Learn from my mistakes: 5 things I wish I knew at the start of my eczema journey
Updated: Aug 11, 2020
Like most people, I found the low nickel diet on my own. Even though my doctors suspected I had a contact allergy to metal, none of them knew that I could be reacting to nickel or cobalt in my diet. Some say hindsight is 20/20 and I have to agree. Now that I have been living a low nickel/cobalt lifestyle for a few years, there are things that I wish I knew at the start of my journey. Here are the top 5 things I wish I knew when I first developed a systemic metal allergy.
1. Patch Testing
It took 3 years, 2 dermatologists, and 1 persistent patient (me!) to finally get patch tested. In order to heal eczema caused by contact dermatitis, you need to know what you are allergic to so you can avoid it. Avoidance strategies are the only way to heal contact dermatitis naturally and patch testing is the necessary first step to properly diagnose allergic contact dermatitis.
People with rashes are more prone to developing multiple contact allergies. This is because rashes damage our skin barrier. When our skin barrier is compromised, substances can seep into our general circulation. Then, our immune system can develop an immune response to certain substances it deems as an invader. This process is called sensitization. Once our bodies are sensitized to a substance, any time we come into contact with that substance our bodies will react. This is how we develop contact allergies.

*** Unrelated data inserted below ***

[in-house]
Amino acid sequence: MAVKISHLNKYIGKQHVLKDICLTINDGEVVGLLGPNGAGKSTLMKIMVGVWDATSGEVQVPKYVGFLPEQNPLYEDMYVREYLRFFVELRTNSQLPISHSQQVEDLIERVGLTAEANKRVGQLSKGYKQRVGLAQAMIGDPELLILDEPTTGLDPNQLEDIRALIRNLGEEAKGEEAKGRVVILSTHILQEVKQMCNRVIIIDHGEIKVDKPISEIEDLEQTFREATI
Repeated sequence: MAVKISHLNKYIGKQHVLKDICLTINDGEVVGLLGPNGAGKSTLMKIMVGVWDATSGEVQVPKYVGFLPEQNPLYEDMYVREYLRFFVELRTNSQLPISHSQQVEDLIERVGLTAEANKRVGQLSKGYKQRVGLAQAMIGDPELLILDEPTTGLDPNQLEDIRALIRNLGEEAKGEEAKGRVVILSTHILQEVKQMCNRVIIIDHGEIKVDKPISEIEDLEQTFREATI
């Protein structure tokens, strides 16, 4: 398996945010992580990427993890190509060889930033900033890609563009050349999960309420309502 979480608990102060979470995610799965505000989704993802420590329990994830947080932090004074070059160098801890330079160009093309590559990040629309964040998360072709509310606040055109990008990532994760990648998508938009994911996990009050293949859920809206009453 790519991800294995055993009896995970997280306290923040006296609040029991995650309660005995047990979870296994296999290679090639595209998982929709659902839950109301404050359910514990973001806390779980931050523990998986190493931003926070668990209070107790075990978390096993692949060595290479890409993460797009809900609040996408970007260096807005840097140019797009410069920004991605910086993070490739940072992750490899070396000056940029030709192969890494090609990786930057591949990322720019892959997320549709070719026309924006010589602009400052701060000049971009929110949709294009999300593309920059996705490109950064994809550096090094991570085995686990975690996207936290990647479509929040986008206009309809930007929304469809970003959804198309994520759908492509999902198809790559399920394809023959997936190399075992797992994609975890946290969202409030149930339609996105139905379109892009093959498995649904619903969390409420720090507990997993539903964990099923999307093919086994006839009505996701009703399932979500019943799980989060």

Allergic contact dermatitis is a type IV hypersensitivity. It can take up to 2-4 days to react after being exposed to an allergen. This also applies to people with systemic contact dermatitis who are sensitive to dietary forms of nickel or cobalt.
2. Avoid heavy metal detox diets/supplements
After figuring out I was reacting to high nickel/cobalt foods in my diet my first thought was that I must have an excessive amount of nickel or cobalt in my system. I saw an Ayurvedic practitioner who recommended I start a heavy metal detox protocol. He had me on a whole slew of supplements that only made my rashes worse. And because I’m extra special, a year or two later I tried Medical Medium Protocols to ‘heal my liver’. Spoiler alert: it didn’t work.
Although there are a few exceptions, the majority of people with systemic metal allergies do not have excessive amounts of nickel or cobalt in our bodies. We are sensitive to small amounts of these metals. 'Detoxing the liver' or heavy metals from your body does not cure this allergy. Some doctors offer oral hyposensitization treatments that research has shown can be effective, but this treatment isn’t widely available, yet. For most of us, learning how to manage this allergy is the best treatment option, with strict avoidance strategies being the most effective thing we can do to relieve our symptoms.
3. Avoid contact